Hello, Fourth Graders and Parents!
You are working on research on animals for the Mission Fair. Here are some tips.The blue or purple underlined words are links.
- Use the Safe Search For Kids search engine. This search engine is kid-friendly.
- Use the words “Facts for Kids” in your searches. You’ll get results that use fewer big words and are easier to understand. Some of the stuff on Google is more for scientists.
- Search by scientific name. Sometimes different scientists will use different words for the same animal. For example, the Common Musk Turtle is also known as the Stinkpot Turtle, so using the scientific name, Sternotherus odoratus will give you more exact results.
- Make sure you are using the full scientific name. The name scientists use will be two words. The first word is the genus, the second is the species. For example, Canis is the genus name for the dog family. There are lots of different animals in this genus, so if you just search “canis,” you’re going to get a LOT of information that you don’t really need. If your animal is the Eastern Timber Wolf, for example, your search term would be “Canis lyacon.” Use both words of the scientific name!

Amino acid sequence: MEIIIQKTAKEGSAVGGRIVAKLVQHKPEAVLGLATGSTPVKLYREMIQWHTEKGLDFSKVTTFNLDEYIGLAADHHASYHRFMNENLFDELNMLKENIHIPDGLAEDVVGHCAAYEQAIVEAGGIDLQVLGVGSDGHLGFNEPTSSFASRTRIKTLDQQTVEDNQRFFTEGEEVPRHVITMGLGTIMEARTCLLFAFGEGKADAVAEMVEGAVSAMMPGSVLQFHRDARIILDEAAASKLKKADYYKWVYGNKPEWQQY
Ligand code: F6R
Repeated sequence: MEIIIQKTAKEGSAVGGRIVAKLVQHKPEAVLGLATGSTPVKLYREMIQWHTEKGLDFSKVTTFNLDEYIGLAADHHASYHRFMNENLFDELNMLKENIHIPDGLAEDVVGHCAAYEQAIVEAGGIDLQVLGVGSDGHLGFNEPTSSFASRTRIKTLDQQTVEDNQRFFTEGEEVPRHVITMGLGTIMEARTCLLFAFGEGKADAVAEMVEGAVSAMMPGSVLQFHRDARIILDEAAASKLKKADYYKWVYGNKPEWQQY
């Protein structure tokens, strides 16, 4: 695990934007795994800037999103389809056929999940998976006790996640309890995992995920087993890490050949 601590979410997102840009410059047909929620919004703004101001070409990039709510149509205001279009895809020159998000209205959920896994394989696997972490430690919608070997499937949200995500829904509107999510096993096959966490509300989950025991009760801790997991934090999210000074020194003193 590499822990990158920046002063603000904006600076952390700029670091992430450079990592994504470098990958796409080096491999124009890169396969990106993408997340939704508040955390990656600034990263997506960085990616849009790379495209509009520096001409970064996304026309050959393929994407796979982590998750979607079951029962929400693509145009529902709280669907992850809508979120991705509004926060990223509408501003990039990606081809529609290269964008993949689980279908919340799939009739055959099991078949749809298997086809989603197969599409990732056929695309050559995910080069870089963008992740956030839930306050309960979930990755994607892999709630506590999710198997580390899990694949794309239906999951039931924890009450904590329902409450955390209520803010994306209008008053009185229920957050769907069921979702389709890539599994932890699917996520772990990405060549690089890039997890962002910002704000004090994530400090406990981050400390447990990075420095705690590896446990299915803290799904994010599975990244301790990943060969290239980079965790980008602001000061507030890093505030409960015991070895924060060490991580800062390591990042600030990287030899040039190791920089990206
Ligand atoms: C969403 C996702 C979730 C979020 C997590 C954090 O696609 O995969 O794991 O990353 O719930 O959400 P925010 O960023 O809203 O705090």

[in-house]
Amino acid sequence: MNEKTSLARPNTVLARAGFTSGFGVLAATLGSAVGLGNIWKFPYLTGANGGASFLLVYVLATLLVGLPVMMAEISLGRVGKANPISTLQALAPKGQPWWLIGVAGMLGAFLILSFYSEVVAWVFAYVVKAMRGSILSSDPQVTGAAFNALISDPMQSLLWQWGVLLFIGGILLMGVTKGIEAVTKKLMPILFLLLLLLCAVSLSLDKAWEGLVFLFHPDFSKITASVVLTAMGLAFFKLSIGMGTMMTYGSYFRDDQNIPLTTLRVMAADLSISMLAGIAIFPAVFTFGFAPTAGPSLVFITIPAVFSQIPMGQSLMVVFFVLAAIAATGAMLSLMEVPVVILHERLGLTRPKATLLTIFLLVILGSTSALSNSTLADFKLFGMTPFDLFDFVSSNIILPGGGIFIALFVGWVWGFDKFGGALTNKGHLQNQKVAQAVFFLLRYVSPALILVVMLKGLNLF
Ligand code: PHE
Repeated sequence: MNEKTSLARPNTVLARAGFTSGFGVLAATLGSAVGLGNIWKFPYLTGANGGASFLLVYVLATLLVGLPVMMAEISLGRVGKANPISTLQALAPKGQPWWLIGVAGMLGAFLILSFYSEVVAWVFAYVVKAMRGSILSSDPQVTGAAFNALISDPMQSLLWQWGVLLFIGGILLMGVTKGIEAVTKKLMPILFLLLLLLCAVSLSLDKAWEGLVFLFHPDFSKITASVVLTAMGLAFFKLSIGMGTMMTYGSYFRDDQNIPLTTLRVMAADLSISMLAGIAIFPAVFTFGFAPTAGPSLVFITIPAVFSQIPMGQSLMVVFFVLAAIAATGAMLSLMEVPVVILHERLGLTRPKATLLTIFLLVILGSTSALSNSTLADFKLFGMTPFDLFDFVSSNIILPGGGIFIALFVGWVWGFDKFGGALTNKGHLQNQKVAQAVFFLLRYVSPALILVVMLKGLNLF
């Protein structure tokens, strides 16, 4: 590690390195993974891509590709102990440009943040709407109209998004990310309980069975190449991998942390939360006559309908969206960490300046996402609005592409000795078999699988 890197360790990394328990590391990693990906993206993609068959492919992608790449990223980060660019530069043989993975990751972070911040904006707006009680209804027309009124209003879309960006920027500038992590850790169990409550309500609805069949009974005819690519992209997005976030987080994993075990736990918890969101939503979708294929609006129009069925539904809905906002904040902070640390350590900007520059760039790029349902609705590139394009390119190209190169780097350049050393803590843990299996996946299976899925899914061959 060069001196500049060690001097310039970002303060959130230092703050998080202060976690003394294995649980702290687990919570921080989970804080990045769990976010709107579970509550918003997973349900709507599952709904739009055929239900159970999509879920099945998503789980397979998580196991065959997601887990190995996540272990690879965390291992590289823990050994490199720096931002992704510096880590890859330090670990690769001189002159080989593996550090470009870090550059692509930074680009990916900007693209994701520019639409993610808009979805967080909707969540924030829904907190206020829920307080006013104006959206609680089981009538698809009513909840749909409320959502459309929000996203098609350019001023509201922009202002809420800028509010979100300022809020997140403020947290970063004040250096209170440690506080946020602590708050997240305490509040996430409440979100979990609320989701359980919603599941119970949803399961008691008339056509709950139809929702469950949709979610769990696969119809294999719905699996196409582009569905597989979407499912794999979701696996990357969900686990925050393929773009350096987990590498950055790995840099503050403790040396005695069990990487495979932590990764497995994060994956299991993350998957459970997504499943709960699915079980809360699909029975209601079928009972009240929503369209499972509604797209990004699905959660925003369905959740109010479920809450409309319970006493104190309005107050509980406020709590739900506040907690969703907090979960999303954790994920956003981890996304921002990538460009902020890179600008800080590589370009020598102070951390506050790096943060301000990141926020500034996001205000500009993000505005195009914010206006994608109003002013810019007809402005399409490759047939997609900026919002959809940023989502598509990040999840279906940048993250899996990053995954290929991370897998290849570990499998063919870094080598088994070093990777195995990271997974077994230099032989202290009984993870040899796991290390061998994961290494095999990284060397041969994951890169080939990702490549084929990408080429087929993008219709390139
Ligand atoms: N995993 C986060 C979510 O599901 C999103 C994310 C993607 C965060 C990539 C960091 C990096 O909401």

- Population information may not be exact. Unless your animal is very, very rare in the wild, scientists may not know how many are in the wild. When they look at population, they’re looking at how common the animal is now compared to previous years. The IUCN Red List is a great place to get an idea of how well your animal is doing in the wild. Type in your scientific name and check out the results. “Least Concern” means that they are doing well in the wild. “Vulnerable” means that if there are just a few changes to their environment, their numbers in the wild will drop. There is also good information there on what countries the animals are found in, as well as some other very basic information.
- Wikipedia sometimes works, but only with permission. If you cannot find good information on your animal on other websites, be sure to ask your teacher if you can use Wikipedia information. If you are researching an animal lots of people know about, there are probably lots of other websites available to look at. If you have something more rare, you may ask if you can use Wikipedia as backup. The down-side of that website is that anyone can edit it at any time, so some facts may not be 100% accurate.
- If you have questions, ask. The sooner the better. We’re happy to help you!